But what the numbers really mean, Downing said, “is that we’ll have a lot fewer prison inmates and gang members to deal with in the future.” Fewer women needing the safety of shelters. Fewer kids with unwanted pregnancies.
“More people growing up to pay taxes and own homes,” he said.
Linda Bakken, a professor emeritus in educational psychology at WSU, set up an ongoing control group of children who had not attended TOP programs, then compared the two groups’ performances in schools year after year.
TOP takes in children from age 1 to kindergarten, so the study looked at how these children performed in school years after they left TOP.
In nearly every category, according to a five-year study by WSU, the TOP kids did better than their control group peers. In attendance, TOP kids did 5 percent better by grade three than the other kids. By grade six, 18 percent better.
“By third grade, special education placements for TOP children is 57 percent less often than placements of control (group) children,” Bakken’s report stated. “Regarding standardized tests, TOP children in fourth, fifth, and sixth grades have considerably lower percentage of students who do not meet standards in both math and reading, compared to the control group.”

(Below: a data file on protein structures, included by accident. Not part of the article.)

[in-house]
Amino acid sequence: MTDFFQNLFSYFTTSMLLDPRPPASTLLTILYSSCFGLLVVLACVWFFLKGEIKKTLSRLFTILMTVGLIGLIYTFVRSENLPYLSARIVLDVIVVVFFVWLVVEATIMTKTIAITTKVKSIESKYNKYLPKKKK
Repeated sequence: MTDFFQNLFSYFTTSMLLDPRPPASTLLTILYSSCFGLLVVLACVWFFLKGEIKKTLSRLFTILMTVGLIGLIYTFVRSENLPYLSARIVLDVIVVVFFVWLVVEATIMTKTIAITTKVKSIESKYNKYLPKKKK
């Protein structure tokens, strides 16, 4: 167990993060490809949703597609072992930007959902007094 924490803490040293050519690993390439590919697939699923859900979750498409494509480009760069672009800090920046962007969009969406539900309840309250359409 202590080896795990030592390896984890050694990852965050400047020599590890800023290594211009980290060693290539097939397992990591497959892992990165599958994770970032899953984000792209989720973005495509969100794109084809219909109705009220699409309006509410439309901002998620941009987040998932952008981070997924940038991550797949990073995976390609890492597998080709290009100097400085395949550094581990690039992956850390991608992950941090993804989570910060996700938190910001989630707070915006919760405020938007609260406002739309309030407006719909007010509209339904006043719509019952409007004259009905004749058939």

By sixth grade, 83 percent of TOP students rank at either “meets standards” or are above standards in math, compared with 50 percent for the control group, Bakken wrote. In reading, 94 percent of TOP sixth graders ranked at “meets standards” or are above standards, compared to 76 percent of the control group, Bakken wrote.
None of this surprised Downing. One thing he learned from poverty: People who live in poverty don’t want to be there.
“We were poor, but my parents put a high value on education, and pushed me,” he said. “Some kids don’t have that. So when I think about a lot of these kids … my heart goes out to them.”
As a child, Shannon Benoit used to make her brother sit with her stuffed animals while she taught them in a classroom she created at home. She’s the principal at Gardiner Elementary School now, but about to get promoted.
Downing and TOP went looking for an outside consultant seven years ago to audit TOP’s classroom teaching and teach the teachers. They hired Benoit as a part-time auditor; her full-time job at that time was as the early childhood teaching specialist for Wichita schools.